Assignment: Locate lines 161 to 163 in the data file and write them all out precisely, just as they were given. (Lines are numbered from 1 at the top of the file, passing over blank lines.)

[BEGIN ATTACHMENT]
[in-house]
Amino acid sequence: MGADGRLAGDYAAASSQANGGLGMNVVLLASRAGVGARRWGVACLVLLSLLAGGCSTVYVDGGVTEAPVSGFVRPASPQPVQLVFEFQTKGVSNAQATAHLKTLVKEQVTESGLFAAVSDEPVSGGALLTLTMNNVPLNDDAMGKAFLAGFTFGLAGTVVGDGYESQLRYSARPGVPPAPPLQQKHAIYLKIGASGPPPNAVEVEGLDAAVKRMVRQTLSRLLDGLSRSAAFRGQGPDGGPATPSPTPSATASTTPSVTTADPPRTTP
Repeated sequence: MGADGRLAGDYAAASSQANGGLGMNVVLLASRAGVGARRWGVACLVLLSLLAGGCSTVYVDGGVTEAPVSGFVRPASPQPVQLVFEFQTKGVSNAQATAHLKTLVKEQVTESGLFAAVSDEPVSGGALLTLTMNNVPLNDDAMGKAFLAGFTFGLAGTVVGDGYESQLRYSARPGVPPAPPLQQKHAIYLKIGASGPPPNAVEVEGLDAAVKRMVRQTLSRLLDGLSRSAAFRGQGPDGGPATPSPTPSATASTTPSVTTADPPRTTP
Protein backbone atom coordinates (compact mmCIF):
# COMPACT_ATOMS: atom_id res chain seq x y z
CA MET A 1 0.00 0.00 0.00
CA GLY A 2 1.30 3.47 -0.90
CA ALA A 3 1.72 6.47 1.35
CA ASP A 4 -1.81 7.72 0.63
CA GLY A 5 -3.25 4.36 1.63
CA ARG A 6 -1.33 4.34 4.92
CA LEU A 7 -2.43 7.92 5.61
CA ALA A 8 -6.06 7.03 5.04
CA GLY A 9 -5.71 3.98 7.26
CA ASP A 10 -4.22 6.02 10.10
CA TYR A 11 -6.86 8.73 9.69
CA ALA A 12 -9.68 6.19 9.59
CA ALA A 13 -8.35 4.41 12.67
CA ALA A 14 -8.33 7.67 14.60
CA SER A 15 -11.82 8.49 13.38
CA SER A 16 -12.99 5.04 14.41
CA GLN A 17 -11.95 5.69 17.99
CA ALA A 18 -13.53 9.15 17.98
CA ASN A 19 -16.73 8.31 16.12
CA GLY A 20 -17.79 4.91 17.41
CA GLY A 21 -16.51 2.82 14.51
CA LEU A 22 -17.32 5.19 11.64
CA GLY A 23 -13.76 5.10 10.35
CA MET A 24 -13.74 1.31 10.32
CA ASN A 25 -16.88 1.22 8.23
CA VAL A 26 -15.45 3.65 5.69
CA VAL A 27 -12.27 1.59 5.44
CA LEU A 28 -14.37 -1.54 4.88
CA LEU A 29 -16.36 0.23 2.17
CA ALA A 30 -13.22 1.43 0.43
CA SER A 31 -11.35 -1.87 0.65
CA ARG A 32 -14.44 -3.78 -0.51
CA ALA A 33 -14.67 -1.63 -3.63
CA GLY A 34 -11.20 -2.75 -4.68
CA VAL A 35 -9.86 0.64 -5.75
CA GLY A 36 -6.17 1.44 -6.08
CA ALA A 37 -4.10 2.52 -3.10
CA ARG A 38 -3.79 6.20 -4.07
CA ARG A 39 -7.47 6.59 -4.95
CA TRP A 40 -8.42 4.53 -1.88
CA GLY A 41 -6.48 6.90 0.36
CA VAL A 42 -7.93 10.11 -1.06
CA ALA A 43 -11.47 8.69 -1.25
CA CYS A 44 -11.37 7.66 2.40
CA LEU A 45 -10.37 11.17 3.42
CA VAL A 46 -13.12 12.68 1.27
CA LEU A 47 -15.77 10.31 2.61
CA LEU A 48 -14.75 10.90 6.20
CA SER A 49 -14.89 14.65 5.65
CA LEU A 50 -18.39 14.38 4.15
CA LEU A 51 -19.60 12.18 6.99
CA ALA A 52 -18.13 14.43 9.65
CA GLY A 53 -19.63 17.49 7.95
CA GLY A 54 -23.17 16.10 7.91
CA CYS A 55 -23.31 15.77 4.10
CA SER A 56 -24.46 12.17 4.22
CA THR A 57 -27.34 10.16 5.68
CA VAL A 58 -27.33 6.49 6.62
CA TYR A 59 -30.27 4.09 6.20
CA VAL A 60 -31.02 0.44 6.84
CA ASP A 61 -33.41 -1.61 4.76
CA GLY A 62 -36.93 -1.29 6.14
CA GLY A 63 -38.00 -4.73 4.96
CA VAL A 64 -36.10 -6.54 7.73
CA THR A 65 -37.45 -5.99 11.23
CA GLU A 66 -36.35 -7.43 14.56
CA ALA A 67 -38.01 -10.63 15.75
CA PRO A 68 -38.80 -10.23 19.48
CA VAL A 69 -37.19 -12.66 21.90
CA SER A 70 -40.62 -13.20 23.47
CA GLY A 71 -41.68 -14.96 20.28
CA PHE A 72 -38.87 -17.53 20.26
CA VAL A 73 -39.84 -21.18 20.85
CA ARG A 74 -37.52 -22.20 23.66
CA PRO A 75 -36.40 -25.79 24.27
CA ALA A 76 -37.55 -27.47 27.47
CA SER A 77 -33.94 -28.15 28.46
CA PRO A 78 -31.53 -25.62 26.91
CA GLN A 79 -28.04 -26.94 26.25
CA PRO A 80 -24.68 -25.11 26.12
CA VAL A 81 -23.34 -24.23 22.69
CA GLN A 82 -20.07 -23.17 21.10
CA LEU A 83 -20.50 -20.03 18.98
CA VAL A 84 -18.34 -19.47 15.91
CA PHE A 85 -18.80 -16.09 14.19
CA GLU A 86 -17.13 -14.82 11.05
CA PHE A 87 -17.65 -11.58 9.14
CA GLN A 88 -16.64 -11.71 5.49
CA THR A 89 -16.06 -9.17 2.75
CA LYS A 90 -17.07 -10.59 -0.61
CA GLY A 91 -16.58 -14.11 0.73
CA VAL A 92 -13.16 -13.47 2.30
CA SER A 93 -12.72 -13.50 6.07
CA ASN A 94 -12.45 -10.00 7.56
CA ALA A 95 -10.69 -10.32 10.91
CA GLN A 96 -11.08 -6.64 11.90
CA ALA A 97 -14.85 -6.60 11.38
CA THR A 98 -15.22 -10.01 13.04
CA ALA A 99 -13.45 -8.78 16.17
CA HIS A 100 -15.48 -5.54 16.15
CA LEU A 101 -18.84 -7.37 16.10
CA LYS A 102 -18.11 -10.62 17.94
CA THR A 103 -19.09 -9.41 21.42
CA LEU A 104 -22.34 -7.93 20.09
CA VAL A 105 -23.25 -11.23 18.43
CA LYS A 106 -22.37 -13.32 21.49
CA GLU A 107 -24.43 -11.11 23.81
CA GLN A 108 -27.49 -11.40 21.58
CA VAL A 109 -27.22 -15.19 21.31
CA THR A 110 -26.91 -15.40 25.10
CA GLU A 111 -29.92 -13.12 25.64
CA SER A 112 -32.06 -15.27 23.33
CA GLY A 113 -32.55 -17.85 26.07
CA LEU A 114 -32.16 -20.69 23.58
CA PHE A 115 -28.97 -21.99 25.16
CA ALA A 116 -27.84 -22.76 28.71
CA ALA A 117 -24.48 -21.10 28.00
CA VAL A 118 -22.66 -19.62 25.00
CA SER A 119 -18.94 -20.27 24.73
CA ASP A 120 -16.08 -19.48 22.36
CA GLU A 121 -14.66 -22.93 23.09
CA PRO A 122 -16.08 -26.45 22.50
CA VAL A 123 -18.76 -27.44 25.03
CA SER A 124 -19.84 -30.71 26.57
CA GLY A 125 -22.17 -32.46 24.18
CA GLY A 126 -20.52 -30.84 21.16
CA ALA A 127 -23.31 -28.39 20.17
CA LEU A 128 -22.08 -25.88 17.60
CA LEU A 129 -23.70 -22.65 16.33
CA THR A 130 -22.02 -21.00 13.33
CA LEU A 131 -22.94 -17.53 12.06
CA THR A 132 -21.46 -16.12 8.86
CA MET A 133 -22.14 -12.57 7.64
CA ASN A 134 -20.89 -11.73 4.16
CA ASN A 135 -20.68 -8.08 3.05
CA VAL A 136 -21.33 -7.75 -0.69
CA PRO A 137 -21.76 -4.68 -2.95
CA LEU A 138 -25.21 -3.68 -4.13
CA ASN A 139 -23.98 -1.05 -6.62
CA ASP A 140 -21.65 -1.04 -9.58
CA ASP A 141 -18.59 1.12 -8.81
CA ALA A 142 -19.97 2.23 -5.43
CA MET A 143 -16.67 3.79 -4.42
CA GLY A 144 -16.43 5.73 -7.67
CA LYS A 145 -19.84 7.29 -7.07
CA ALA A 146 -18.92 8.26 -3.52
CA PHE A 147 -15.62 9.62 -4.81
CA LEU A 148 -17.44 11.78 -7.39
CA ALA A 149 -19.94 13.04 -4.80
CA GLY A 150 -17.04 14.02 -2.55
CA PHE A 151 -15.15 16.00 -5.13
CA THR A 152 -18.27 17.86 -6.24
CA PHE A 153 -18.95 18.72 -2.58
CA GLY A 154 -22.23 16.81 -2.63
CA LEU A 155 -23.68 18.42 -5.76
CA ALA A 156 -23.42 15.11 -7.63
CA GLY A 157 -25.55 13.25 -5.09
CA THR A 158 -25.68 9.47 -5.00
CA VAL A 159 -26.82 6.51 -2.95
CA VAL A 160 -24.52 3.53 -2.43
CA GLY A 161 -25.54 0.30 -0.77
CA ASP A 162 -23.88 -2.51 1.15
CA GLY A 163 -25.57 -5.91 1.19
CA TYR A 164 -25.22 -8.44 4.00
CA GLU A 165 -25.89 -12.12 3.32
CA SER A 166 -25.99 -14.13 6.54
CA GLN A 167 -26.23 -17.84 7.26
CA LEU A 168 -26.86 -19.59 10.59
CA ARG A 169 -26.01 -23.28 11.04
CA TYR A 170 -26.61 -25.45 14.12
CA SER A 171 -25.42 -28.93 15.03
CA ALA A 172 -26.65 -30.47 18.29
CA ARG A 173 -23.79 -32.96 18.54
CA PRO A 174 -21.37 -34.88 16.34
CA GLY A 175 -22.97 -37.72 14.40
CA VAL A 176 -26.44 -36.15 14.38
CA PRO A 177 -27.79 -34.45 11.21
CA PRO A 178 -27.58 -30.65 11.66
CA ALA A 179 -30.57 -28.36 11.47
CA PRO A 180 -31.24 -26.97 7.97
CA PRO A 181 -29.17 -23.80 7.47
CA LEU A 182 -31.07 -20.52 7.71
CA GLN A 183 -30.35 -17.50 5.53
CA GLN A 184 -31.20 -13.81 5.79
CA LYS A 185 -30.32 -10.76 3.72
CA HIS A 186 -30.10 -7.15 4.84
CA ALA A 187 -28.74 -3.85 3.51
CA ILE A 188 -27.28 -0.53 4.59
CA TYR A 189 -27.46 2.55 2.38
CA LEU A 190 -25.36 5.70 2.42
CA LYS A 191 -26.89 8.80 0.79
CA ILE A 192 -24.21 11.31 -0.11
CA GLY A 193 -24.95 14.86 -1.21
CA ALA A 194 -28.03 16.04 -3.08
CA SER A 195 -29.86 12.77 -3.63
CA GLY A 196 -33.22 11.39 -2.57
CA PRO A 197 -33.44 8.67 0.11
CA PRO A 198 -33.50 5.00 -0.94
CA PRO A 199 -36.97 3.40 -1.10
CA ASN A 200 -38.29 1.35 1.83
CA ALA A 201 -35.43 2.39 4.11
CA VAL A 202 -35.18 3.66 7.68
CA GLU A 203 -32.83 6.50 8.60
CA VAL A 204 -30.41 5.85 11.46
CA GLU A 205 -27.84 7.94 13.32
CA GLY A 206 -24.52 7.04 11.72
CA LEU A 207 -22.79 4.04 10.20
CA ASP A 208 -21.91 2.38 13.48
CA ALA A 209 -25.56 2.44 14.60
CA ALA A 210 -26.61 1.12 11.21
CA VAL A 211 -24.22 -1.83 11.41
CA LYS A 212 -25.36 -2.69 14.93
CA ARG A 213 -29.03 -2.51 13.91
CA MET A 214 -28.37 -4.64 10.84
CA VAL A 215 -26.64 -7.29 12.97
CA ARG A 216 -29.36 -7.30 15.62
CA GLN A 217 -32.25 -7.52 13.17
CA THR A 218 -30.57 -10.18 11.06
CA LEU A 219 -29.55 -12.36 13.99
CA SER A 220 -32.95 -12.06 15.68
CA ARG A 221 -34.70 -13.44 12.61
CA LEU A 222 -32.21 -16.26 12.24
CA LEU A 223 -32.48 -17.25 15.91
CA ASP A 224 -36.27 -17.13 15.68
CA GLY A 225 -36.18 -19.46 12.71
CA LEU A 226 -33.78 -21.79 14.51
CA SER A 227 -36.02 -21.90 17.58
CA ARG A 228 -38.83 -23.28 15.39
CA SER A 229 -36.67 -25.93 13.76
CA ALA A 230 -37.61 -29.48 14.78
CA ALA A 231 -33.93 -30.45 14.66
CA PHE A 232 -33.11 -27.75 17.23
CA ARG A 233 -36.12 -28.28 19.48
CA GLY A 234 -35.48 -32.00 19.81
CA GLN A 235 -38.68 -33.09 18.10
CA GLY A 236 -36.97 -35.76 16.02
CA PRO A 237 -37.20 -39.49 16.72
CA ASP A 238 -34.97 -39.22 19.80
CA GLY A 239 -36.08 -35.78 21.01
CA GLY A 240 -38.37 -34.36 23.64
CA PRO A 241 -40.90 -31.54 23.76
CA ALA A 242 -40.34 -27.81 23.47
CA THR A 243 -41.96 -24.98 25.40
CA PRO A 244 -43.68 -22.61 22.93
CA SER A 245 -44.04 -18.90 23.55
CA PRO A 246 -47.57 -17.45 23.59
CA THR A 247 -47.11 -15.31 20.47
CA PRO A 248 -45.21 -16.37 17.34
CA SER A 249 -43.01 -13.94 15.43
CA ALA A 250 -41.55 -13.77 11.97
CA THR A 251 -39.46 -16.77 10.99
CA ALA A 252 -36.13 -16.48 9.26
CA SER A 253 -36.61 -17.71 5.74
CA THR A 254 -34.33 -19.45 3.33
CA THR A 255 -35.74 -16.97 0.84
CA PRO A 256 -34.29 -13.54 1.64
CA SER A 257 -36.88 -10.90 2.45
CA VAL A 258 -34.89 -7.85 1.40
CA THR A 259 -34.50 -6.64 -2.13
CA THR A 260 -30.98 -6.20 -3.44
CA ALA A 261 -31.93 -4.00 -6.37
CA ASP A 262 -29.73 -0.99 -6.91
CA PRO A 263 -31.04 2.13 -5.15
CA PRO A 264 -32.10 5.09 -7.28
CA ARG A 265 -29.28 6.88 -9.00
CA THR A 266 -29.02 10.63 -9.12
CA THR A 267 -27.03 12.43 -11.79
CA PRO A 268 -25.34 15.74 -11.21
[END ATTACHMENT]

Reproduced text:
CA ALA A 156 -23.42 15.11 -7.63
CA GLY A 157 -25.55 13.25 -5.09
CA THR A 158 -25.68 9.47 -5.00